Thanks again to the wonderful people at Fortress Press I am reading another great book on the theology of Karl Barth. Barth's views on baptism stand opposed to mine. Not so much that I cannot learn from them. But I couldn't resist the urge to read an in-depth thesis of this rejection of paedobaptism and test myself against him. The author W. Travis McMaken takes up the task of explaining Barth's theology and working past it to an evangelical view of infant baptism. The book is worth the time spent reading it. All this will be explicated more clearly in a review slated for the near future via GraceForSinners. Put another way, that has nothing to do with what I'm about to say. So buckle up for something not related to baptism.
The Sign of the Gospel is riddled with great quotes from both Karl Barth and W. Travis McMaken. Since I try to keep my reviews succinct, I feel compelled to write an off-shoot on the topic of Christian hope and prayer. The concept of hope and prayer comes late in The Sign of the Gospel amidst a discussion of water baptism in Barth's theology. Almost casually a bomb against the current thread of determinism and fatalism is dropped against evangelical laymen,
Christian hope cannot be simply waiting for God to ensure that things turn out for the best. That kind of hope is a passive-aggressive attempt to manipulate God, and Barth associates it with the concept of cheap grace, that is, a “grace which may be counted on in advance, the grace which is disposable, the grace which is waiting to be taken and used by man” (CD IV/4, 209; KD IV/4, 230).
This quote might take many of us by surprise. It wouldn't take me by surprise that this quote might take people by surprise. All things considered the church needs to get over the surprise.
Since I hold to a Reformed view of election and predestination I am often tickled by people who hold differing views on soteriology. They may not agree that the Scriptures teach God's unconditional election unto salvation but get them talking about practical theology (aka life) and the traces of "evangelical fatalism" start popping up everywhere. And I mean everywhere.
Suddenly the God who cannot elect unto salvation is capable of twisting and turning every situation, wether great or small, into a glorious creation independent of our obedience. I get tickled. I'm not disagreeing that our God is capable of doing that. I firmly believe that He can. But our hope as Christians is much greater than sitting back and watching God paint.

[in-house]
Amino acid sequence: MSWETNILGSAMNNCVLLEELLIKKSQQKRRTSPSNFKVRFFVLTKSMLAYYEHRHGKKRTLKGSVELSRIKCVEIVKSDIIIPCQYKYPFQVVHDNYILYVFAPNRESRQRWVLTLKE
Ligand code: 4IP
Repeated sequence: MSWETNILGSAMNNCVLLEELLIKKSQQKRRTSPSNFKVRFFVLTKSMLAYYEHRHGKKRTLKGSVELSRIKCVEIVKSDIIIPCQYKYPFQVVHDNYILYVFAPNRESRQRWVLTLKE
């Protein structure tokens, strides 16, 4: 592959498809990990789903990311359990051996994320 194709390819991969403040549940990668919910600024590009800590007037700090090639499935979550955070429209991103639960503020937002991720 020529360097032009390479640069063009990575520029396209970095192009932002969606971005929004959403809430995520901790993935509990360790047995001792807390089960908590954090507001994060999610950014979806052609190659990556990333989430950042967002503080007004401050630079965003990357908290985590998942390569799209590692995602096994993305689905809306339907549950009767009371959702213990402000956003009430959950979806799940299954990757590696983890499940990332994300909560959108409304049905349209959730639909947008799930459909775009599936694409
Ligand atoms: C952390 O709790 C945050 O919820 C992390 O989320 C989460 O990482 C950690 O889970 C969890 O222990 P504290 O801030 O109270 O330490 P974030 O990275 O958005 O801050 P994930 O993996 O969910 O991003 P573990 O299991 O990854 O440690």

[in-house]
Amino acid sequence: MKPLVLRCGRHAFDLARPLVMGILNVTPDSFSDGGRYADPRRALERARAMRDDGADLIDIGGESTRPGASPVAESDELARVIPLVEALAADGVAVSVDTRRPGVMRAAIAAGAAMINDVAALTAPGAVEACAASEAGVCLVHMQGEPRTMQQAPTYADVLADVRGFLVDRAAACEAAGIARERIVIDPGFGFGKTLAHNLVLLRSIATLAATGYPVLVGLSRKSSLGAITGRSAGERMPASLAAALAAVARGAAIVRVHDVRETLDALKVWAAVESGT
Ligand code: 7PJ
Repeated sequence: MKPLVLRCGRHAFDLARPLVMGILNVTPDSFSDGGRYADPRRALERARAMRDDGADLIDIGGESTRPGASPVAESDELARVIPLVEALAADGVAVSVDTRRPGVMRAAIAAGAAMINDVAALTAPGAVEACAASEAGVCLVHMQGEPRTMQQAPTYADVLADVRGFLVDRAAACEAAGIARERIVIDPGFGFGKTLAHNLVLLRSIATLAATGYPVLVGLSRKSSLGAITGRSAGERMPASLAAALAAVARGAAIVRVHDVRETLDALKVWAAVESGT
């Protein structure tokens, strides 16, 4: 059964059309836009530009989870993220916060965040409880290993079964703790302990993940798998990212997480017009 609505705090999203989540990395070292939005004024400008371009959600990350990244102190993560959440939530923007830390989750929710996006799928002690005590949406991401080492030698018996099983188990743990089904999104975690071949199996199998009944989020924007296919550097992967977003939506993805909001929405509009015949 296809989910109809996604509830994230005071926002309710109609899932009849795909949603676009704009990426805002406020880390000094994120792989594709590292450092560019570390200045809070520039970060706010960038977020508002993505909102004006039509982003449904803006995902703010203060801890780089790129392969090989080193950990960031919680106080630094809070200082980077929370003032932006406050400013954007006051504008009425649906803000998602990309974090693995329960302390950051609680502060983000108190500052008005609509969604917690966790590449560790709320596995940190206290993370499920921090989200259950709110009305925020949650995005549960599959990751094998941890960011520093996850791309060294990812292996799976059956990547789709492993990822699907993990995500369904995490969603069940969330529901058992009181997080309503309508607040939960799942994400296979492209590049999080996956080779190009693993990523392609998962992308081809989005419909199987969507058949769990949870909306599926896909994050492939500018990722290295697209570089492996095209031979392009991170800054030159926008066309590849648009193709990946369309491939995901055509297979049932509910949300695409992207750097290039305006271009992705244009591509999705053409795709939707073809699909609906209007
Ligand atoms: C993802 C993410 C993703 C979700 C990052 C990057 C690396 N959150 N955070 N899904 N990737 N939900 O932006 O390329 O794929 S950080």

Anything less turns than action in response to God turns faith into merely passive internal reflection. Essentially this is the Christian form of zen meditation. We get to sit legs crossed and God can accomplish everything He desires. We just need to close our eyes and stay out of everything.
Luke 18 is my favorite chapter in the gospels. The resurrection passages are awesome. They are the historic realities of new creation. They are the foundation of the gospel. Luke 18 is where the gospel confronts humble people in their depravity.
Because of this Luke 18 competes with 1 Corinthians 15 and Genesis 15 for my favorite chapter in the Scriptures. I have preached and taught from Luke 18 multiple times. I find the chapter littered with Jesus Christ addressing man in desperation and need. And the whole chapter is kicked off in a lesson on prayer,
1 And he told them a parable to the effect that they ought always to pray and not lose heart. 2 He said, “In a certain city there was a judge who neither feared God nor respected man. 3 And there was a widow in that city who kept coming to him and saying, ‘Give me justice against my adversary.’ 4 For a while he refused, but afterward he said to himself, ‘Though I neither fear God nor respect man, 5 yet because this widow keeps bothering me, I will give her justice, so that she will not beat me down by her continual coming.’” 6 And the Lord said, “Hear what the unrighteous judge says. 7 And will not God give justice to his elect, who cry to him day and night? Will he delay long over them? 8 I tell you, he will give justice to them speedily. Nevertheless, when the Son of Man comes, will he find faith on earth?” - Luke 18:1-8
This story always makes me chuckle. The "unrighteous judge" is compared to God. In terms of their response to needy people the two are contrasted. But still it is interesting to see our Savior Jesus Christ utilize this imagery. Not only is God contrasted so interestingly but the heroine is a widow. And a widow who nags and nags until her needs are met. Until justice is met. And the purpose of all of this is simple. The church is to know that we must "pray and not lose heart." And what is this prayer an example of? "Faith on earth." Christian faith. One that saves.
Christian faith in this way is tied to Christian prayer. Christian prayer is "cry[ing] to him day and night." It is with this concept in mind that McMaken and Barth are fundamentally correct about Christian hope. It can be no passive hope. It can be no placated reservation in obedience to God. Christian faith and hope cannot sit back. It is not waiting for God to work things out in the end (which He of course will). It is a desperate droning of petition and pleading. A droning which is followed through with obedience. Genuine Christian hope is portrayed in Christian prayer. It is fulfilled in active striving through faith. It is endless. It is perpetual sighing. It is groaning without words (Rom 8:26).
Joshua Torrey is the sole proprietor of Torrey Gazette (don't tell Alaina) and the fullness of its editorial process. That means everything wrong with TG can legitimately be blamed on him.